13. Intense photoluminescence from dried double-stranded DNA and single-walled carbon nanotube hybrid

    SciTech Connect

    Ito, M.; Kobayashi, T.; Ito, Y.; Hayashida, T.; Nii, D.; Umemura, K.; Homma, Y.

    2014-01-27

    Semiconducting single-walled carbon nanotubes (SWNTs) show near-infrared photoluminescence (PL) when they are individually isolated. This was an obstacle to use photonic properties of SWNTs on a solid surface. We show that SWNTs wrapped with DNA maintain intense PL under the dry conditions. SWNTs are well isolated individually by DNA even when the DNA-SWNT hybrids are agglomerated. This finding opens up application of SWNTs to photonic devices.

  14. Single Particle Transport Through Carbon Nanotube Wires: Effect of Defects and Polyhedral Cap

    NASA Technical Reports Server (NTRS)

    Anantram, M. P.; Govidan, T. R.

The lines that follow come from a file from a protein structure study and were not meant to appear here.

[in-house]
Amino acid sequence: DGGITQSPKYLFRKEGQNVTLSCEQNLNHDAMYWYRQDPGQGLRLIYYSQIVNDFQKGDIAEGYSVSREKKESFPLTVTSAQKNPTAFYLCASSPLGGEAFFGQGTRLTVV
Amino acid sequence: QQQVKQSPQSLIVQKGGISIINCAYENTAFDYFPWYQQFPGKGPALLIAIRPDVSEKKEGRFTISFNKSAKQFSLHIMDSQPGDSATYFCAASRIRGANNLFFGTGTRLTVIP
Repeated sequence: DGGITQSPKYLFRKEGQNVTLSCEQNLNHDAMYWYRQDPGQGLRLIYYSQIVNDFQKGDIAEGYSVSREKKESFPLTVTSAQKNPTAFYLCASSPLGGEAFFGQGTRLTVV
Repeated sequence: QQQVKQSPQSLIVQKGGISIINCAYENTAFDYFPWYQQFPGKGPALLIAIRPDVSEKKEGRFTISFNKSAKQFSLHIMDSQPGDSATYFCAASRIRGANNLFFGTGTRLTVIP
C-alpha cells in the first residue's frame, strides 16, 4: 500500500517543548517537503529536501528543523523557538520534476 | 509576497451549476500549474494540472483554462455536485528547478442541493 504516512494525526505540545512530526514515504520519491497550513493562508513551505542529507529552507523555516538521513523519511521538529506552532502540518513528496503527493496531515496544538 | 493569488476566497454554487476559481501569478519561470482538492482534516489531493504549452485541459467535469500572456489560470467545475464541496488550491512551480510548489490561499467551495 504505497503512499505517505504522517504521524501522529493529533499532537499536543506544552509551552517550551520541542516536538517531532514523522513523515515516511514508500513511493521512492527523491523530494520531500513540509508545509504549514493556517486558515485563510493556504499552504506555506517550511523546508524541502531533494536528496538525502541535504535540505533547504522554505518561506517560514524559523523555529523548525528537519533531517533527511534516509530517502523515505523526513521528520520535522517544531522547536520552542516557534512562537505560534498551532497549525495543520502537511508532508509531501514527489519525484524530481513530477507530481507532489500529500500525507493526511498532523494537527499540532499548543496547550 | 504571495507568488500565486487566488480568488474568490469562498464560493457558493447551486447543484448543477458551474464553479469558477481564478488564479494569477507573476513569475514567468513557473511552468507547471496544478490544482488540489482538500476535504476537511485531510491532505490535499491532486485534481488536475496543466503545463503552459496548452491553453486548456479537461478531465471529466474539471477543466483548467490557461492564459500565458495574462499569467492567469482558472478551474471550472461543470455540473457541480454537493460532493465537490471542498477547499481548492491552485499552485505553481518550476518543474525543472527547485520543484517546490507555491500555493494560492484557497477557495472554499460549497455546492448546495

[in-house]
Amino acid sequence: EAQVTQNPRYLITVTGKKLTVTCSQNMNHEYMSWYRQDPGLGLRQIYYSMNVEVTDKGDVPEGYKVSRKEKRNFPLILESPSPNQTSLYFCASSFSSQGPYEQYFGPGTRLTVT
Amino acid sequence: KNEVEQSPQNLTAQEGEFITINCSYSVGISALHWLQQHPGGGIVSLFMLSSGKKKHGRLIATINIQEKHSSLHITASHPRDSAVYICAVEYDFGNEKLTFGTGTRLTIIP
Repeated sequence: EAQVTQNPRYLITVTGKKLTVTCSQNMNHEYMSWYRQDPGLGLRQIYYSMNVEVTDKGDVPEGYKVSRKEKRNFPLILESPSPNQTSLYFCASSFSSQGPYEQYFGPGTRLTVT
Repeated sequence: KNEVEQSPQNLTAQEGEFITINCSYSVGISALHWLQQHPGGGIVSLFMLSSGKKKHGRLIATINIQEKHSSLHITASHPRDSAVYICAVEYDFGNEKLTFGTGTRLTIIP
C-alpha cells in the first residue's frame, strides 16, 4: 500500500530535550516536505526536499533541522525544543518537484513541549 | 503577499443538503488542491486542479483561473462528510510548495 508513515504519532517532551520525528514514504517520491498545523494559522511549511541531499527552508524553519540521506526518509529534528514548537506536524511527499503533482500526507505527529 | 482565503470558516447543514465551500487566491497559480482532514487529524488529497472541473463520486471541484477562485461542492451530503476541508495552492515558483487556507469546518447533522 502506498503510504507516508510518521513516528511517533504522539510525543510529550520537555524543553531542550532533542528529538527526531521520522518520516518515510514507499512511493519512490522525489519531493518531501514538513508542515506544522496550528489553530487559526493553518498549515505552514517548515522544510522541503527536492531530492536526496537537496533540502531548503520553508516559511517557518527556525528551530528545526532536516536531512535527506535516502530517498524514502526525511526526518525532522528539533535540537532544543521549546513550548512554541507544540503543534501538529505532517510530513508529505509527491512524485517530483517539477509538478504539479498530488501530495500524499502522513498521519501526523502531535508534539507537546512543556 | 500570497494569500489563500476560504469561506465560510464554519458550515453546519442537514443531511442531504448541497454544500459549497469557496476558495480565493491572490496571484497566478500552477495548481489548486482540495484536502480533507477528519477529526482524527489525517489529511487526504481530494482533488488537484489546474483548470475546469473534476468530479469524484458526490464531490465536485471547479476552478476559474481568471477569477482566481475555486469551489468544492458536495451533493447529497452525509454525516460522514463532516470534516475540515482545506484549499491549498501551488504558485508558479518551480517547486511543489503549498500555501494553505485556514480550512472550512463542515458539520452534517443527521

1999-01-01

    The ability to manipulate carbon nanotubes with increasing precision has enabled a large number of successful electron transport experiments. These studies have primarily focussed on characterizing transport through both metallic and semiconducting wires. Tans et al. demonstrated ballistic transport in single-wall nanotubes for the first time, although the experimental configuration incurred large contact resistance. Subsequently, methods of producing low contact resistances have been developed and two terminal conductances smaller than 50 k-ohms have been repeatably demonstrated in single-wall and multi-wall nanotubes. In multi-wall nanotubes, Frank et al. demonstrated a resistance of approximately h/2e(exp 2) in a configuration where the outermost layer made contact to a liquid metal. This was followed by the work of de Pablo et al. where a resistance of h(bar)/27e(exp 2) (approximately 478 ohms) was measured in a configuration where electrical contact was made to many layers of a multi-wall nanotube. Frank et al. and Pablo et al. note that each conducting layer contributes a conductance of only 2e(exp 2)/h, instead of the 4e(exp 2)/h that a single particle mode counting picture yields. These small resistances have been obtained in microns long nanotubes, making them the best conducting molecular wires to date. The large conductance of nanotube wires stems from the fact that the crossing bands of nanotubes are robust to defect scattering.